➤ by Oma Gerhild Fulson
"When it's a hamburger made in Hamburg!"
The history of the hamburger (that common meat patty between two halves of a bun) is so difficult to establish. Just googling it will show you how contentious the argument is.
Does this popular American food really comes from Germany or not? The recorded history of goes back to Genghis Khan in the 12 century. Traditionalist will say that the original meat patty was first introduced at the end of the 19th century by a snack seller in Ohio who ran out of sausages to put in the bun.
It really doesn't matter to the Hamburgers (people from Hamburg), because their main cuisine is seafood. After all, the city is situated on Elbe River, which runs into the North Sea. It's is connected to the Baltic Sea by canal, has a lake in its center, and has more canals than Venice with over 2,000 bridges.
As well, it is an international harbor which has brought spices and foreign foods to this part of Germany for hundreds of years. This has greatly influenced the traditional foods available.
Learn a little bit about this wonderful region with me! I've done my research and would love to share it with you.
If you've done your homework on me then you know how much I LOVE to travel! It will always be on my bucket list to go to Germany with my dear Oma and visit these places I've researched about. To venture through its landscapes, to be mesmerized by the castles and architecture, and of course... to try all of the yummy regional foods.
Wanting to brush up on your homework? Check out my page here, to learn more about me, Lydia, and how Germany and its outstanding regions, and foods have made their way into my life!
Now let's check out some of this region's most popular places and a little bit of history behind them...
In the beautiful Port of Hamburg, you'll come across the Hamburger Hafen, an outstretched tidal harbor, reaching 100 square kilometers! This harbor is known as the 'Gateway to Germany'.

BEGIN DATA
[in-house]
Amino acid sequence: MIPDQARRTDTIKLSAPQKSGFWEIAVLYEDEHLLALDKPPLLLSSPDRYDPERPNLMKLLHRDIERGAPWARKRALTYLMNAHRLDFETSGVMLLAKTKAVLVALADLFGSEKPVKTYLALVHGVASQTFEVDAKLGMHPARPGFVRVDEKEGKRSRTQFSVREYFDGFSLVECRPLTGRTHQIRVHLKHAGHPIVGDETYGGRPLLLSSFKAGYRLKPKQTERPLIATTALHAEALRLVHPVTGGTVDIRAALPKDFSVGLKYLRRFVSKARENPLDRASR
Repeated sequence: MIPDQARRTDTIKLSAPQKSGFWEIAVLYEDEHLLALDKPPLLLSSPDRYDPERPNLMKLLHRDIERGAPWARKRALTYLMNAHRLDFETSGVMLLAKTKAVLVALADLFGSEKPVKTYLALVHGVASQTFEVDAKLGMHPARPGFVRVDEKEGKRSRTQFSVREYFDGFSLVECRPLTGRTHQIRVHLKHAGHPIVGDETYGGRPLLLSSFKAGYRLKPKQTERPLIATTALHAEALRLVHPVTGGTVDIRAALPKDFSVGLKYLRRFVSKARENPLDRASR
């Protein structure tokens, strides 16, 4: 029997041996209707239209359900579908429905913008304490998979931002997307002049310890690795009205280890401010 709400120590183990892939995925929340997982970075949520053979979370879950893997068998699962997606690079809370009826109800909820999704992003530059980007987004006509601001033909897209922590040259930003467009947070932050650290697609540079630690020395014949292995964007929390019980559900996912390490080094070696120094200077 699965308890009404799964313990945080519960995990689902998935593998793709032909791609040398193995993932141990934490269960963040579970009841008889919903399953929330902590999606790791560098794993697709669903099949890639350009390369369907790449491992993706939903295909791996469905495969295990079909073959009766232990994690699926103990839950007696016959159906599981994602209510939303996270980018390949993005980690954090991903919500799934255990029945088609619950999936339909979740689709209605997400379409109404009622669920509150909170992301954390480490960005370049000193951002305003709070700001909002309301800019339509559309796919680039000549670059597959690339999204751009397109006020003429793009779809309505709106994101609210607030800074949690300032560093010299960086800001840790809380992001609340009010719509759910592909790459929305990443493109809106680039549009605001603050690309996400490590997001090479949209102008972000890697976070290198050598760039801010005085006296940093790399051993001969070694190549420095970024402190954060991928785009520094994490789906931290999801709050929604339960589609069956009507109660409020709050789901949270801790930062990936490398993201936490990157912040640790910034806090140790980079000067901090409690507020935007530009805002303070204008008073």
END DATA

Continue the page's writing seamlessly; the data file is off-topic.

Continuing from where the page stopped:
Why you ask? For many fisherman, tradesmen, or visitors, this harbor was your ticket in! For several years during the 16th century, it was one of the only ports allowed to do sea-borne trade. It has been the main port for trading goods for centuries in Central Europe. Hamburg was the best place around to trade your goods and quickly exceeded all other ports with its convenience, and beauty of course.
This gorgeous harbor to this day is a bit more relaxed, and is now Hamburg's most visited tourist attraction! The popular place to visit on the harbor is the magnificent Speicherstadt.
What is Speicherstadt?
Only the world's largest warehouse district! Now declared a UNESCO World Heritage Site. This remarkable district is a long line of tall brick buildings that during the trading days, would be stored piled high with goods such as coffee beans, teas, fruits, and tobacco.
A lovely trail has been built along the entire harbor so that tourists from all over the world can come and see this historic and culturally significant place. Don't forget to take pictures in front of the Water castle! (shown below)
This one is the most popular of many churches in Hamburg, mostly due to its extravagance and the beautiful Baroque style it was built in.
It is a breathtaking place to visit, not only for its artwork, architecture, and bold bronze statues but for the tower as well! That's right, the main attraction here is the 132-meter-high tower that you can climb up. Well, taking the elevator or stairs might be a bit easier than climbing ;)
From the top of the tower, there is a viewing point where you can take some stunning photos of the ports and the region. Imagine watching the sunset at the top of a tower in the most famous church in all of Hamburg! Now that's a big one to cross off of my bucket list one day for sure!
This is the recipe I grew up with. My Mutti made this frequently for lunch and I carry on that tradition. I usually use leftover potatoes, but starting with raw ones works as well! You'll find the recipe for this dish as well as several variations right here.
Oma's Cream Roll recipe, Biskuitrolle, is the German version of a Swiss roll or jelly roll. Filled with whipped cream and studded with berries, this is an easy-to-make treat anytime of the year.
Make this pan roasted carrot recipe when you're wanting quick and easy carrots just like this German Oma makes them. Similar to oven roasted, just quicker. YUM!
Cooking green beans, German-style, makes a wonderful side dish for almost any meal. Cooking the grüne Bohnen till just tender with a creamy white sauce is so traditional and so lecker!
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